As most single image SR works done, we first up-sample the LR image to the desired size using bicubic interpolation. For the ease of presentation, we still call the interpolation result as a ”low-resolution” image, although it has the same size as the HR image. For the feature extraction phase, dilated convolution based inception modules operate on the LR input. The filter kernel size is , where is the number of image channel, for the first inception module layer. The inception module combines different scale feature information through concatenation operator. To further fuse these multi-scale information, in the next we add a nonlinear transformation layer after the inception module layer, which contains common convolution with filter kernel size .

Both the high level and low level vision works have proven the deeper the network the better the performance. Furthermore, the larger reception field of the network can catch more contextual information that gives more clues for predicting high frequency details. Therefore, we iterate times the process of dilated convolution based inception modules following with a common convolution operator for the feature enhancement phase. In this phase, the filter kernel size is as show in Fig. 3. In the image reconstruction phase, we use a single common convolution of size to predict the high frequency details. Finally, the predicted high frequency details will add to the interpolation output to get the desired HR image.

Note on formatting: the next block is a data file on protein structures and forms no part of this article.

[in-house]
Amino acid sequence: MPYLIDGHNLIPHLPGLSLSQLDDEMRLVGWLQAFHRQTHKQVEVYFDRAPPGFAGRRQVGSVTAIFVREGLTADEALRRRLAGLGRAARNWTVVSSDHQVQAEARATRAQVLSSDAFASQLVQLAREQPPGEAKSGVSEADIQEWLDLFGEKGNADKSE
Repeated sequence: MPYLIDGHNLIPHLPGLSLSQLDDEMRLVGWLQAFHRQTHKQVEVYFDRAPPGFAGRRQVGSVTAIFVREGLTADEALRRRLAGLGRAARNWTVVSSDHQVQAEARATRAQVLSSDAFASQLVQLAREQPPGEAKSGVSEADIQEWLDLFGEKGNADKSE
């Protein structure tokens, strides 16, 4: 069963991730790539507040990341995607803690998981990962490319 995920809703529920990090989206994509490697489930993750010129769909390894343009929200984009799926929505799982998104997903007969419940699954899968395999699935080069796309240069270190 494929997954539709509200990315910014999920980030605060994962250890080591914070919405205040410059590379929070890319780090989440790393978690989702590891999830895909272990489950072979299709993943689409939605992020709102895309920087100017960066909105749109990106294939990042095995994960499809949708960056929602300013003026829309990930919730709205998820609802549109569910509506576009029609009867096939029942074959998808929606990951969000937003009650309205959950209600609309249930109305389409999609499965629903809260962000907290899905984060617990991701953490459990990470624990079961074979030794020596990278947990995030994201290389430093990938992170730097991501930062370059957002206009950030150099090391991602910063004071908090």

3.1 Training

There are a lot of perceptually relevant characteristics based loss functions have been proposed in the literature. But for a fair comparison with SRCNN and FSRCNN, we adopt the mean square error (MSE) as the cost function of our network. Our goal is to train an end-to-end mapping

to predict high frequency detail , where is an interpolation result of the LR image and

is the estimated high frequency detail image. Given a training dataset

, the optimization objective is represented as

(2)

where is the network parameters needed to be trained,

is the estimated high frequency image with respect to the interpolation result of a LR image. In the literature, people suggest to use to recently proposed Parametric Rectified Linear Unit (PReLU) as the activation function instead of the commonly-used Rectified Linear Unit (ReLU). But, in order to reduce parameters, ReLU is used after each convolution layer in our very deep network that has got a satisfactory result for comparison. We use the adaptive moment estimation (Adam)

[15]

to optimize all network parameters instead of the commonly used stochastic gradient descent one.